Music Video: Southern Belle's "Sunnyside" with Director Interview
It has arrived! While LocalCut bloggers and many of Portland's fine musicians were belting their hearts out at the Towne Lounge last Sunday night for the most recent edition of Portland Lounge Series, Southern Belle was throwing a grand ol' party at Exit Only in celebration of the quartet's record release of Hurry Up and Thrill Me. In addition to live performances, the evening saw the premiere of the band's debut music video for its track "Sunnyside."
Helmed by first time music video director Cole Stamm, the highly conceptual, though loosely plotted clip is a prop and costume heavy ode to all things Victorian with wigs, silhouettes and mustaches, oh my! Yes, there's even a monocle. All of the group gets gussied up in vintage garb along with a few extras for good measure in the just under three minute ride. Shot in April and May over three days, the video has been in post-production until now.
The 25-year-old director has provided his commentary about the video, detailing its time line, its conceptual ideas and how it varies from an original, much more grandiose treatment that involved glowing eyes and a stunted spider.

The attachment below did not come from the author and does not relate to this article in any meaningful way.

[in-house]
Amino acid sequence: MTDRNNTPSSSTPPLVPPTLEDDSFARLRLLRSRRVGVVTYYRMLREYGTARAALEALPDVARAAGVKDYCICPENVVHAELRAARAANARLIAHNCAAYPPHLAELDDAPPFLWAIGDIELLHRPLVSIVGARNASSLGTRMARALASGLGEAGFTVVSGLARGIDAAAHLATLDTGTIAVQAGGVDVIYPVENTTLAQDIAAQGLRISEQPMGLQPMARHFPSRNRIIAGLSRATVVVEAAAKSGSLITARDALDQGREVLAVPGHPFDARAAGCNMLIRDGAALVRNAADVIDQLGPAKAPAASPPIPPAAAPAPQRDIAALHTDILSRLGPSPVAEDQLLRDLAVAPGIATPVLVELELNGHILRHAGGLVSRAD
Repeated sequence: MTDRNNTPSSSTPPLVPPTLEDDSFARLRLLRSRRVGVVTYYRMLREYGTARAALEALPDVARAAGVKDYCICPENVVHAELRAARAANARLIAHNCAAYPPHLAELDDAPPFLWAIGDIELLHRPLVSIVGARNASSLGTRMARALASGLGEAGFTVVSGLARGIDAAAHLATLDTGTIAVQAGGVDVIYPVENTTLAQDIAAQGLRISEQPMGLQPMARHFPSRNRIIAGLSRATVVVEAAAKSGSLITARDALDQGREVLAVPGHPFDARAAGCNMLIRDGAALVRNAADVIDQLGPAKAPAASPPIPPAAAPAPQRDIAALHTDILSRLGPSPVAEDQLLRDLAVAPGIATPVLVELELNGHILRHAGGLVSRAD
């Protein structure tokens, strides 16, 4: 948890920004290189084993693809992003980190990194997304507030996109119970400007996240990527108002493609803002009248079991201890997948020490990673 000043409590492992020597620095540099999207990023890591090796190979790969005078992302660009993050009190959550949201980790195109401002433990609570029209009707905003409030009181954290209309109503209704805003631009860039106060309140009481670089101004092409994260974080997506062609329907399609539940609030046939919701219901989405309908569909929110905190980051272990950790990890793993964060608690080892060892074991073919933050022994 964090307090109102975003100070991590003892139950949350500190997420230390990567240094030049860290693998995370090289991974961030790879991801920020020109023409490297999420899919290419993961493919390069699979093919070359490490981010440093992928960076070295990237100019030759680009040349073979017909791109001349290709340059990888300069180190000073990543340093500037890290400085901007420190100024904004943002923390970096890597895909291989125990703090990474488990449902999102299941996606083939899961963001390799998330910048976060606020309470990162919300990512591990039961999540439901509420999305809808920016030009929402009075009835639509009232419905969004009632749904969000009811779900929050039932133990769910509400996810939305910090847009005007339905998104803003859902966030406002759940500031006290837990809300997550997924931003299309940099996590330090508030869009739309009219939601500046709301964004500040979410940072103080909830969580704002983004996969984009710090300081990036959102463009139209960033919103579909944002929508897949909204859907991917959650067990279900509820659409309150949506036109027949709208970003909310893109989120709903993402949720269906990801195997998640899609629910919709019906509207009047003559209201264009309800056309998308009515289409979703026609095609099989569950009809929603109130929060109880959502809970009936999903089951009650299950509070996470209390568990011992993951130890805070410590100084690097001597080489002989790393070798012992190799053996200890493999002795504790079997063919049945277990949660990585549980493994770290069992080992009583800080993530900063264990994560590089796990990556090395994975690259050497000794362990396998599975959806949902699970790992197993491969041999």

Can you give me a director's statement with a little detail about the timeline—from song selection to post-production?
The timeline was that this video took a long time to do, maybe six months. But only about three-and-a-half of those months were of actual work. The rest of the time I was probably rearranging the script and concept or rearranging the edit. I picked the song real quick. "Sunnyside" sounded like a single immediately and I felt like there were some gut images connected to it—images I didn't really have to force. The concept with band came in around January, the shoot happened over the course of couple weekends in April, and the edit lasted for a month and a half from July to sometime in late August. And let me tell you, the shoot was a real blast.
Is there a concept?
Their is a concept in the broadest sense of the word. The concept became something like a bunch of people gussied up in Victorian garb. There was a much grander concept involving some sort of theatrical or cinematic storylines which faded away over time. For the best, I think. You can still find pieces of it with the girl and soldier photo. Silly stuff like that, melodramatic throwbacks to one movie or another.
At what point did the original treatment begin changing into what the video is now? Why did it change?
I don't think the original treatment was ever exactly "in place." It just kept evolving over time. I would either add too much to it, or take to much away. In truth, there is this great scene in La Dolce Vita where a bunch of Italian aristocrats (and Nico) go on a ghost hunt. I talked to the band about that, and I think that idea is what kept. The treatment was absolutely in flux the entire time. I feel better working that way with that level of flexibility. I think the strongest ideas and images are able to speak if you don't try to fix every single thing in place.